August is SMA awareness month. I’m pretty aware all year round, but I invited you guys to put to me some questions.
I talk a lot about access and wheeling around. But I don’t talk a lot about my actual condition. There is so much more to SMA than having wheels. In fact having wheels is probably the easy part.
SMA is Spinal Muscular Atrophy, not just a milk formula to feed babies.
I’m not going to bore you with the facts. There’s plenty of that on the World Wide Web if you want the sciencey stuff. To be honest I’m not all that much in the know myself about the biology of SMA. Good or bad thing, I don’t know. But I’m here to tell you what SMA is to me. What it’s like as a companion, to live with. I have SMA Type2.
‘Spinal Muscular Atrophy (SMA) is a rare, genetically inherited neuromuscular condition. It causes progressive muscle weakness and loss of movement due to muscle wasting (atrophy). This may affect crawling and walking ability, arm, hand, head and neck movement, breathing and swallowing. There are different forms of SMA and a wide spectrum of how severely children, young people and adults are affected.’
Here are my (sort of) answers.
The most sensible and least sensible thing that someone has said during a conversation about SMA?
This is a hard one.
I don’t know if this answers the question but very little is still known about SMA by people unrelated to the condition. Very few people I come across have heard of SMA even though 1 in 40 people carry the gene, resulting in approximately 1 in every 10,000 babies worldwide being born with a form of the condition. I have had hospital discharge letters that state I have Spina Bifida, and often health professionals mix up my SMA by assuming I have MS or MND. These are a lot of capital letters and abbreviations, and although they come with similarities the conditions have different symptoms, treatments and prognosis. It is important that awareness is given to Spinal Muscular Atrophy and that health professionals have some brief knowledge. So in vague answer to the least sensible things said, is healthcare professionals not having a clue what SMA is and confusing it with similar yet very different conditions.
The most sensible conversations have been with fellow SMAers. There’s nothing like having that ‘oh me too’ moment with someone that totally understands what you’re on about when you explain how you balance one hand against another to clean your teeth or lift a fork. Or when saying how you need to sit 2 millimetres to the left to be able to balance.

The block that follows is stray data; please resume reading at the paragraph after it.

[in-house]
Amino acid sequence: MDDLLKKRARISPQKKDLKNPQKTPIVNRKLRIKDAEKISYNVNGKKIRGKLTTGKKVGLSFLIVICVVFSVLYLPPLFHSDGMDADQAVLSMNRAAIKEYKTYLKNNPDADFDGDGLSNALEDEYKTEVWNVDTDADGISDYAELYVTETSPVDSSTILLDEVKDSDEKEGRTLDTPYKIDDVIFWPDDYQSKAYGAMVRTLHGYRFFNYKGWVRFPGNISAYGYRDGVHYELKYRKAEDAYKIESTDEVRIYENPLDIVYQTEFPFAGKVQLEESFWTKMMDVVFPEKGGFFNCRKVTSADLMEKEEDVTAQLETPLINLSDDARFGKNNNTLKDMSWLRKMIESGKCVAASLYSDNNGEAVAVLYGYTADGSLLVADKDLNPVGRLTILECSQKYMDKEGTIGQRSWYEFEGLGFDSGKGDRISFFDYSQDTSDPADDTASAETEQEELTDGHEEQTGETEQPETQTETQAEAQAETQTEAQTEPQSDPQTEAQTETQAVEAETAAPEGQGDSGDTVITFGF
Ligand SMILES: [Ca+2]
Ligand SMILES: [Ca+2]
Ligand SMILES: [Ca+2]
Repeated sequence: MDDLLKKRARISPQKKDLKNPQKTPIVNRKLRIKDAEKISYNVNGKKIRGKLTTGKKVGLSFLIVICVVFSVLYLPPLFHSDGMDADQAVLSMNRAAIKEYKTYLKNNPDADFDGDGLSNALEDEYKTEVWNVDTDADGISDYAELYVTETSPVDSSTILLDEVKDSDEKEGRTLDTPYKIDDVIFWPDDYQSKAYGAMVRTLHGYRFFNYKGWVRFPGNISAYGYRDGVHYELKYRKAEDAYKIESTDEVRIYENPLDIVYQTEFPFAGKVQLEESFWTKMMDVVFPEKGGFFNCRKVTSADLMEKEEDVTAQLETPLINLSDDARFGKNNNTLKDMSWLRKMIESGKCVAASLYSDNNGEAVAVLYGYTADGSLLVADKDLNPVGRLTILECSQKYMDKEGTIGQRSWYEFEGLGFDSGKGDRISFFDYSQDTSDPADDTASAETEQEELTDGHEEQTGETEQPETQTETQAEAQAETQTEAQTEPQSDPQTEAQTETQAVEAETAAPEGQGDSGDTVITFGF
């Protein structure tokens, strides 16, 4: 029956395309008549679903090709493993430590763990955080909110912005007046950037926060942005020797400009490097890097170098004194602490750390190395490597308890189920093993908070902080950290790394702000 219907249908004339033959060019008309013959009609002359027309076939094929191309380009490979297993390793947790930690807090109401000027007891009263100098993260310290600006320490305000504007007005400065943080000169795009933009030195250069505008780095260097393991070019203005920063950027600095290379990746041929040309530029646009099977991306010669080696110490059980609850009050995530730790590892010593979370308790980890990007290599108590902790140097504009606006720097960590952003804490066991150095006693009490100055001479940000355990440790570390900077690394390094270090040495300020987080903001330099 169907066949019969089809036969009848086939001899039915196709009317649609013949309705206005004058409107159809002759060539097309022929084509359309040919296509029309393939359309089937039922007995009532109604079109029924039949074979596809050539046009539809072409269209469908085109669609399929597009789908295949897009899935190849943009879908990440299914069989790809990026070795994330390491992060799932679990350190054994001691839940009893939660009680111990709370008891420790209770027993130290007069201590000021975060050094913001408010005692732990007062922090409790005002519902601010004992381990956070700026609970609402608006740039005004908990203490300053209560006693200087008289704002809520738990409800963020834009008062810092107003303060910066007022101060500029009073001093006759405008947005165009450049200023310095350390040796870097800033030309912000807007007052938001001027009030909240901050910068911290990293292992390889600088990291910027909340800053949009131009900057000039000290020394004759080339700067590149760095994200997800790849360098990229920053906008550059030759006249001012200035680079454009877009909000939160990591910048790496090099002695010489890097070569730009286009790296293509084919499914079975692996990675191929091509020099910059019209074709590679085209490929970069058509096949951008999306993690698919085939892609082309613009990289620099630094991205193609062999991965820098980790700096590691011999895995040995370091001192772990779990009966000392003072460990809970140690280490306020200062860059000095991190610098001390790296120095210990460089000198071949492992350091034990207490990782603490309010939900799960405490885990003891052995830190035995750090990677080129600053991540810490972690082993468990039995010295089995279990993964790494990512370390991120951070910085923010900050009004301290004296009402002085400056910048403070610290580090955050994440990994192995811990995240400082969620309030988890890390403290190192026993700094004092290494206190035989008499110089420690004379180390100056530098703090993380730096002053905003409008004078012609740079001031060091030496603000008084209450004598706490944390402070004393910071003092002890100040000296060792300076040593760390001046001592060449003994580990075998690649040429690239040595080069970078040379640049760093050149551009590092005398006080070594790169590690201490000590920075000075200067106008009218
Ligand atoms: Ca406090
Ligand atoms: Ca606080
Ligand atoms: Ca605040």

There’s also a great breadth of knowledge out there within the SMA community, and that’s where platforms like Facebook and Twitter really show their worth. Ask an SMA question about wheelchairs, ventilation, weird health changes, adaptive technology, the easiest smartphone to use, and you’ll get the most sensible and quirky tips, tricks and suggestions from fellow SMAers.
Not that doctors and other professionals shouldn’t be consulted too.
What is the best thing about having SMA?
The people I think.
Whether I would have chosen it or not, SMA is a part of me, just as much as my blue eyes and love of tea. It’s in me. It is me. There is no question that without SMA my life would have been very different. I don’t mean this in a bad way, as much as I may sometimes wonder, we will never know the type of person I would have become without SMA.
It’s unlikely I would have had the same circle of friends, many of whom I’ve met because of my SMA. I’d have gone to a different school, in a different town. I may never have gained an interest in the arts, or got my Masters Degree. Who knows. Maybe I’d have blogged about make up or mountain climbing. Ha.
So the people I’ve met along the way have to be one of the best things.
Along with some of these Perks Of Being A Wheelchair User.
Many would assume the best things are not having to do stuff. Make the bed, cook the dinner, weed the garden. You do not realise how much I would love to wash the dishes. Just once. I’m sure I’d bore of it quickly.
What’s your favourite cake?
All the cake. But preferably lemon drizzle, with lots of drizzle.
What has SMA taught you?
Patience has to be one of the biggest things. When you can’t just do something you want when you want, you learn to wait. It can be frustrating at times when somebody doesn’t understand what you’re trying to explain. Like I need my arm or leg in a certain position, or I want something done just so. You learn to explain and explain again. Or if it’s not that important you learn to let go or go with the flow.
You learn to be articulate, well I’m still working on that one.
I’ve been told more than once that I’m super observant and have excellent hearing. I guess when parts of you don’t work well, other senses and characteristics try to compensate. I’m brilliant at browsing and choosing in a supermarket or store. I can’t move well, but within seconds my eyes have scanned everything in an isle and directed you to the item required. Fourth shelf up, about halfway along, roughly the height of your elbow. That’s where the lemon cake is.
What’s the most commonly asked question you get about your disability from people without one?
One I get a lot of the time is ‘can you feel your legs?’. Yes, I can.
This is an understandable question when you consider that another common question is ‘what happened to you?’. Nothing.
People often assume something must have happened to mean that I cannot walk. Because being in a wheelchair is assumed to always be about the legs. My legs are rubbish, but SMA is much more than legs. I’d rather my lungs improved than my legs, they’re a bit more crucial.
Closely followed by ‘what’s wrong?’. Nothing thanks, I’m fine. How are you?
Awareness and education is half the reason I blog though, and I would much rather someone asked a question, however ridiculous, than stare, assume or are ignorant. So please, ask people stuff.
You can use your normal voice though, no need to shout or speak very slowly.
What’s the most difficult obstacle you face when you’re out and about?